A memorial service was held last Sunday for long-time Falcon’s track and cross-country head coach and celebrated athletic director Ken Foreman who passed away on Sunday, Dec. 23, at the age of 96.

Foreman dedicated five decades of his life, from 1950 – 2000, coaching track, cross-country and basketball as a Falcon. He also held the position of athletic director from 1952–1957. His accomplishments stretched past collegiate athletics, coaching 14 different international track teams and selected to coach three different Olympic track and cross-country teams.

According to Seattle Pacific University’s current Athletic Director Jackson Stava, Foreman was the pioneer and driving force behind women’s athletics at SPU, and he left behind quite the legacy.

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When Foreman was originally hired on as a professor, he also took on the role of coaching the men’s track and cross-country teams. However, his efforts to serve SPU athletics did not stop there. He assumed the role of head coach with a women’s track and field club in 1955, because unfortunately at the time there were no established women’s athletics.

“He had a major contribution in building women’s sports programs. … He was originally coaching men’s track and distance, but he also coached a women’s track club for over a decade because he saw the value in those students and the things they could achieve,” Stava said.

Eventually Foreman, alongside the women competing in the track club at the time, were able to establish themselves as an official SPU team that could compete against neighboring schools in the National Collegiate Athletic Association.

“Someone would’ve come along and [created women’s track sports] eventually, but he was the one to do it, he was the one to invest in these students,” Stava said. “He’s a big reason why we have the impact we do in the NCAA, Division II sports or that we have the number of women’s sports and programs.”

During his time coaching track and cross-country, Foreman produced 159 All-American athletes, 26 of which won national collegiate championships.

One of these athletes was Doris Brown Heritage, who won the International Cross-Country Championships five times in a row (1967 through 1971) and collected two silver medals for the 800-meter sprint at the Pan American Games in 1967 and 1971. She also placed fifth in the 8000-meter at the 1968 Summer Olympics. Brown briefly held the world record in the 3000-meter in 1971.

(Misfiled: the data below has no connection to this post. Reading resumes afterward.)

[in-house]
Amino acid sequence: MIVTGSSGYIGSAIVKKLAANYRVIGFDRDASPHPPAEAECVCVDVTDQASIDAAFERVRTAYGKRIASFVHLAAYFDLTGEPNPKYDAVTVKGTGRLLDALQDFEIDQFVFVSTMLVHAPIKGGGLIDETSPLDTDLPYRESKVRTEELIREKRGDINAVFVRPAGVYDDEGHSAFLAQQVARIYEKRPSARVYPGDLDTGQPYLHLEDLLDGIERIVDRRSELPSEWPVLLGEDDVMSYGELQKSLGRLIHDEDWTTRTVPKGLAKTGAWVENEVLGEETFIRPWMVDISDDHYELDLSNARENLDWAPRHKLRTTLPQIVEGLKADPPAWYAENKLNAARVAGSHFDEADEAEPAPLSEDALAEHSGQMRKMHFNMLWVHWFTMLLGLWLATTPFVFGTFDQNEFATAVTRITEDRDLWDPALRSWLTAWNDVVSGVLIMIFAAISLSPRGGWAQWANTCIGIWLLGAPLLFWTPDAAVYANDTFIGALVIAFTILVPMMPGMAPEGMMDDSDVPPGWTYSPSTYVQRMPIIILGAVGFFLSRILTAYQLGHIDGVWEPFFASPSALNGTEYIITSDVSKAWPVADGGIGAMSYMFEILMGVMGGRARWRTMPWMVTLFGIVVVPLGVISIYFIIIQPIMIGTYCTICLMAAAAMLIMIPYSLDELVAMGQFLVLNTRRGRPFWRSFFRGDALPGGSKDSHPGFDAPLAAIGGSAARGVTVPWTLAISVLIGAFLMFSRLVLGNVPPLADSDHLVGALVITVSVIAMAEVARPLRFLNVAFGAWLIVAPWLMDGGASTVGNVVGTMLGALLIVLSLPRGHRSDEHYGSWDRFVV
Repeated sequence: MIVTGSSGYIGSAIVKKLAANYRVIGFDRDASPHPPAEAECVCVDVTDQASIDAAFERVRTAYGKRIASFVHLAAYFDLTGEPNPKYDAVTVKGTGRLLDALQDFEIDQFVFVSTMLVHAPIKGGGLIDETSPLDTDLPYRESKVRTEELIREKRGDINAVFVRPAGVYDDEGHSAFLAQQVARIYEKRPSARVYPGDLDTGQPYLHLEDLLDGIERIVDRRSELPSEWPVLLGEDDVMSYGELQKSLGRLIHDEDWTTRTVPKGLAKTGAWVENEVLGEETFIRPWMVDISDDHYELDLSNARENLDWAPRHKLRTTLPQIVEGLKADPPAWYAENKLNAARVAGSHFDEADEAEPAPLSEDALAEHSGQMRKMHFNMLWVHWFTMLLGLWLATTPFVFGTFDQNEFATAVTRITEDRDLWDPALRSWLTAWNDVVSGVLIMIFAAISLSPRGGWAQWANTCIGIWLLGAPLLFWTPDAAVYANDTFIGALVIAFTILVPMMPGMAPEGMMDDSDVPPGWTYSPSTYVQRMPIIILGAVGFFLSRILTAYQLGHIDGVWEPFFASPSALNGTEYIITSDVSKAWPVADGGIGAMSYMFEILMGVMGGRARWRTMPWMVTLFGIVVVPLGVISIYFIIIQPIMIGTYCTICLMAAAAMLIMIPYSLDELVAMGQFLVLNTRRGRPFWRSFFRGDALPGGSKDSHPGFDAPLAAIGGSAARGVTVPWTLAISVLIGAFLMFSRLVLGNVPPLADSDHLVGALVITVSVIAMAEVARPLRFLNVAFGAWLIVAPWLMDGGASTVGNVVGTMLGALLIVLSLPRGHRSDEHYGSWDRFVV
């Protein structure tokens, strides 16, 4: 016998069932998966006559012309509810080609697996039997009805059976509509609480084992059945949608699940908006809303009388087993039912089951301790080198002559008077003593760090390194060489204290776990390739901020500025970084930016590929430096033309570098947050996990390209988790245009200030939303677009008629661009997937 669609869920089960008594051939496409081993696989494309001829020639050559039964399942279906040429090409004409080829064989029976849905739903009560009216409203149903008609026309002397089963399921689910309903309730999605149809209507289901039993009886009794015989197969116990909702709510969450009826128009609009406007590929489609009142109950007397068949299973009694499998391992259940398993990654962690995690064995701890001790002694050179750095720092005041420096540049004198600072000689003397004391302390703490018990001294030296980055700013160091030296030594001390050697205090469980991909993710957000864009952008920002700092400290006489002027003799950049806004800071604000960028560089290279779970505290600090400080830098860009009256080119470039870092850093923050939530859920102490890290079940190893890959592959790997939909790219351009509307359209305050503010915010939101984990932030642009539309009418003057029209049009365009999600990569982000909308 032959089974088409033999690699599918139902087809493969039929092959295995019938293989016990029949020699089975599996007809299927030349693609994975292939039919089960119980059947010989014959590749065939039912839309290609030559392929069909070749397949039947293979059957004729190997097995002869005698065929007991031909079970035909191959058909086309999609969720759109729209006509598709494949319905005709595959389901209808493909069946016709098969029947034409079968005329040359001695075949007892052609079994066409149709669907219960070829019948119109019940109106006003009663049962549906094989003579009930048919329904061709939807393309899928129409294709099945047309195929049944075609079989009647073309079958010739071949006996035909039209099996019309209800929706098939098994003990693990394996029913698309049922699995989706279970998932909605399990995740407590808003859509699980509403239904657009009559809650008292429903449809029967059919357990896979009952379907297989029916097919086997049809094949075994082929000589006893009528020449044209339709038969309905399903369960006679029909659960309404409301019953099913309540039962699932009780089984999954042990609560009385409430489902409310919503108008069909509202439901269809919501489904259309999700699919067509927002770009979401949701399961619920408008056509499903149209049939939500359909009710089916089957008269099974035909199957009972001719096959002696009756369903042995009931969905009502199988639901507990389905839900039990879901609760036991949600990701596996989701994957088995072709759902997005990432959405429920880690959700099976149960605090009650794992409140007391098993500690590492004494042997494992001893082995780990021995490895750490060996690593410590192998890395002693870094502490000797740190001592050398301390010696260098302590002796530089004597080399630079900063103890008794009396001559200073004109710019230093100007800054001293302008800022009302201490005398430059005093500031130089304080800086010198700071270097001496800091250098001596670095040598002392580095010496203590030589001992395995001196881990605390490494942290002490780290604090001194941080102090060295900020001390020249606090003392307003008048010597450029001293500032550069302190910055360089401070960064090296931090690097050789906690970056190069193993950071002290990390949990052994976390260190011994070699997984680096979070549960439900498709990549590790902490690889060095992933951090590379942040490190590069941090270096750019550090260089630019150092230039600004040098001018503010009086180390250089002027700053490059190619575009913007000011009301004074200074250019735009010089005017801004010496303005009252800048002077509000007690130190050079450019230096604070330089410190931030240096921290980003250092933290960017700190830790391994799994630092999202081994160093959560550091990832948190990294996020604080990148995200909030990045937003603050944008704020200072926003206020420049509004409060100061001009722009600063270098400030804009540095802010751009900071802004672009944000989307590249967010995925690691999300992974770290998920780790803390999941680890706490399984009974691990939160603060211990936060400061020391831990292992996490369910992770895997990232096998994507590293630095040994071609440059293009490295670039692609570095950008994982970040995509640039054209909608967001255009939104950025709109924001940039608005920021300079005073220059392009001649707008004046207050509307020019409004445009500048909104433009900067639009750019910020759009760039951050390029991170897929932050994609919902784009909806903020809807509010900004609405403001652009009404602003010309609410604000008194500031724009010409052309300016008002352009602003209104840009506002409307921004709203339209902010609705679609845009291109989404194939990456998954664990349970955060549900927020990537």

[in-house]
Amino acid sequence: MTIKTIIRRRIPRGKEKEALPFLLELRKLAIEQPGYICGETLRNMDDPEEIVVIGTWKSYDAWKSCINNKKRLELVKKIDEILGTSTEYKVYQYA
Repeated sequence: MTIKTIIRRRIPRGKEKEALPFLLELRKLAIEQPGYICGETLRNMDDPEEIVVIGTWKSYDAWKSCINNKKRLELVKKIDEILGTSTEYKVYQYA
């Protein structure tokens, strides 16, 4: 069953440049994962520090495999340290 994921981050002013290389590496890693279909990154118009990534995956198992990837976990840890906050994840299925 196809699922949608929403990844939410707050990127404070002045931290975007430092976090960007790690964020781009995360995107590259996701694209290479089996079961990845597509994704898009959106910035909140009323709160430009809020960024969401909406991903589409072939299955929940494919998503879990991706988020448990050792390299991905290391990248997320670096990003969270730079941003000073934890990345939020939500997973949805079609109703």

Many great athletes, especially female athletes, who may have not had the opportunity to compete, were coached and brought up by Foreman.  

Along with being the base of women’s athletics at SPU, Foreman played significant role in the establishment of Royal Brougham Pavilion. He designed how the track was paved and was an advocate for the building.

“Foreman did things like make a track fit where a track should not actually fit,” and that innovation advanced and enabled royal Brougham’s construction, Stava said.

Foreman’s own memorial was held in Royal Brougham.

Beyond SPU, Foreman was recognized as a fantastic coach and was given many opportunities most coaches never receive. He was selected to be a part of the coaching staff of 14 different U.S. international track teams, which included being head coach of the women’s track team for the 1980 Olympics. A few of the women amongst the international teams came from SPU, like Lorna Griffin, Pam Spencer and Sherron Walker.

Foreman eventually spent several more years coaching for the Falcons, and in his final year of coaching for SPU in 2000 he was awarded the National Coach of the Year award.

He retired from coaching at SPU, moved to Kona, Hawaii and spent approximately 17 years coaching track and cross-country at a local high school before passing away.

“It’s hard to pinpoint just one of his many contributions, but his involvement in starting women’s sports is unparalleled. He was really the pioneer women’s sports,” Stava said.

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